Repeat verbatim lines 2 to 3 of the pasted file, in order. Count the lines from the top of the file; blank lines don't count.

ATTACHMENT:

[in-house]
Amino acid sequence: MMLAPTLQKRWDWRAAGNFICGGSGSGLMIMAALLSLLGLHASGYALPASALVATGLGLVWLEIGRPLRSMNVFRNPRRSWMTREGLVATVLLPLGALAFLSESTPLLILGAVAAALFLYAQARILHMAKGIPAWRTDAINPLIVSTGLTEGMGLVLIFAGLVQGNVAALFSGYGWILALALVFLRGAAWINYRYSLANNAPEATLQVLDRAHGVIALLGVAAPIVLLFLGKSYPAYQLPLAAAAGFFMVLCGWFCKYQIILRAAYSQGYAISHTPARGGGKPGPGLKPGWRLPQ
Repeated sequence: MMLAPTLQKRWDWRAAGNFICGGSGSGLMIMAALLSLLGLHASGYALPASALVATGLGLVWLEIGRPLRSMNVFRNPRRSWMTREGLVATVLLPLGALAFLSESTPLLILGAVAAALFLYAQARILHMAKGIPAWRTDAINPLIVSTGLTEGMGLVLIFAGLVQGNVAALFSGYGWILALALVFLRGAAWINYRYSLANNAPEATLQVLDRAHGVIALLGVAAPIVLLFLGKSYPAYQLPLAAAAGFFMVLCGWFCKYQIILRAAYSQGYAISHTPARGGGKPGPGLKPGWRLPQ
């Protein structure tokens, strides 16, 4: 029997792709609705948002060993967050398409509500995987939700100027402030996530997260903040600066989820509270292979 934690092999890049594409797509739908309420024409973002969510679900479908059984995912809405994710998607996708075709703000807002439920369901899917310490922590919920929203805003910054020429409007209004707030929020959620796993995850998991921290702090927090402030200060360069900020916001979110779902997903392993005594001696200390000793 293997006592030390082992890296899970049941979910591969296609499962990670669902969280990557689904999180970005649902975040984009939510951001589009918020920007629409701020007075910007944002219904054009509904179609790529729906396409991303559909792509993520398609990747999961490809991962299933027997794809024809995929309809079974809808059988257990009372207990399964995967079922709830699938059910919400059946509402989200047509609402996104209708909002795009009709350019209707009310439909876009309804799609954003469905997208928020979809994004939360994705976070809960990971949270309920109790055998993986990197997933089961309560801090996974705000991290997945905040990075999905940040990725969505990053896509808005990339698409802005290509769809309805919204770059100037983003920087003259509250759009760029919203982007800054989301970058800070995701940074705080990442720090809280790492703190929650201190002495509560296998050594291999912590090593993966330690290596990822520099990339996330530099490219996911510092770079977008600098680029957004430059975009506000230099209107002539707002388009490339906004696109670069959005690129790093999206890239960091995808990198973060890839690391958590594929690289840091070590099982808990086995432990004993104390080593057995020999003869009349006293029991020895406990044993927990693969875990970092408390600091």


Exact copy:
Amino acid sequence: MMLAPTLQKRWDWRAAGNFICGGSGSGLMIMAALLSLLGLHASGYALPASALVATGLGLVWLEIGRPLRSMNVFRNPRRSWMTREGLVATVLLPLGALAFLSESTPLLILGAVAAALFLYAQARILHMAKGIPAWRTDAINPLIVSTGLTEGMGLVLIFAGLVQGNVAALFSGYGWILALALVFLRGAAWINYRYSLANNAPEATLQVLDRAHGVIALLGVAAPIVLLFLGKSYPAYQLPLAAAAGFFMVLCGWFCKYQIILRAAYSQGYAISHTPARGGGKPGPGLKPGWRLPQ
Repeated sequence: MMLAPTLQKRWDWRAAGNFICGGSGSGLMIMAALLSLLGLHASGYALPASALVATGLGLVWLEIGRPLRSMNVFRNPRRSWMTREGLVATVLLPLGALAFLSESTPLLILGAVAAALFLYAQARILHMAKGIPAWRTDAINPLIVSTGLTEGMGLVLIFAGLVQGNVAALFSGYGWILALALVFLRGAAWINYRYSLANNAPEATLQVLDRAHGVIALLGVAAPIVLLFLGKSYPAYQLPLAAAAGFFMVLCGWFCKYQIILRAAYSQGYAISHTPARGGGKPGPGLKPGWRLPQ